We have a list of possible candidates. And there isn't a single Lincoln model on it. For the first time in 21 years, there will be no Lincoln vehicle in our garage. It's because none of their product offerings are of any interest to us.
The once-stately Town Car is now a bulbous joke. Recently, I spotted two Portland taxis - both were pre-1998 Lincoln Town Cars painted day-glo green. Despite the hideous color, the cars had nice lines - a tribute to the folks who styled the 1990-97 body. A few minutes later, I passed a new 2004 Town Car. I couldn't help but think that despite its far-more-pleasant maroon color, it was uglier by comparison. It looked like a fat Mercury with a water retention problem. (Paint it pink; install a snouted grille and it could pass for a pig.)
The Lincoln LS is a bland-looking machine and its early shortcomings have never been addressed. (I outlined them in my road test of a 2000 LS model.)
We have no interest in a Navigator or other Lincoln truck.
The 2006 Lincoln Zephyr is a disappointment. The production version has been softened and dumbed-down from the prototype shown at the 2004 New York Auto Show. Ford has promised that the 2006 Lincoln Zephyr "will look, feel and drive like a luxury Lincoln even though it will share a basic design with the Ford Fusion and Mercury Milan." All three cars will be built in Hermosillo, Mexico. Ford claims that "competitive vehicles, all priced in the $30,000 range, include the Infiniti G35, Cadillac CTS, Lexus ES 330 and the Acura TL." Baloney! Ford must be living in a dream world. The Acura TL has 275 horsepower and a stellar reputation. The Infiniti G35 has 280 horsepower and you can buy one with AWD now - not two years from now. The Zephyr's puny 210 horses and Lincoln's tarnished image will relegate it to a rental car lots, next to Buicks, Corollas, Malibus and Ford Five Hundreds.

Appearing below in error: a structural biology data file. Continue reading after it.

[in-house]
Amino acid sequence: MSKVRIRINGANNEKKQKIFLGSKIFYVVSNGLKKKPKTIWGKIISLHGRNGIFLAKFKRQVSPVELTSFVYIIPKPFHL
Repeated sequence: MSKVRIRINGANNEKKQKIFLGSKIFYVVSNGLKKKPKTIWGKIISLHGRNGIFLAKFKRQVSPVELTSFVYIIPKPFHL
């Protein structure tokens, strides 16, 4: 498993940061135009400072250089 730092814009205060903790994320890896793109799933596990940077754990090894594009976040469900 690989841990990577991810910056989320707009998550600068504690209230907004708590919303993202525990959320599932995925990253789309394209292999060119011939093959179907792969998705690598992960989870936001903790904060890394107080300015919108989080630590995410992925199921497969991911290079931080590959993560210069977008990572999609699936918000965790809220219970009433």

Once upon a time, Lincoln was a desirable automobile brand. The big V-12 Lincoln Ks of the 1930s were true luxury cars, just as worthy as the custom-bodied Packards, Cadillacs and Pierce Arrows of the period. The prewar Lincoln Continental is an ageless classic. As is the 1956-57 Continental Mark II. The Lincoln Continental convertibles of the 1961-64 era continue to be admired and collected by car enthusiasts of all ages.
Over the last several years, Lincoln has lost most of its charm. It has become decontented, discounted and dissed. I was once an officer of the Lincoln & Continental Owners Club, a group of 4,000-plus brand-loyal Lincoln enthusiasts. LCOC celebrated the marque's heritage and probably brought Lincoln more publicity and good will than the brand's own mediocre advertising. A couple of years ago, Ford terminated its support of the Club - a token $20,000 per year - in a move to "save money." Such shortsightedness is representative of Ford's recent handling of its luxury brand.
Meanwhile, Lincoln sales have dropped precipitously. In the late 1980s, when Cadillac had lost its way, Lincoln sales actually exceeded those of Cadillac. In 1990, over 233,000 Lincolns were sold; all were passenger cars. In calendar year 2004, only 139,000 Lincolns were sold; passenger car sales (Town Car and LS) accounted for less than 79,000 units. The remaining units sold were trucks.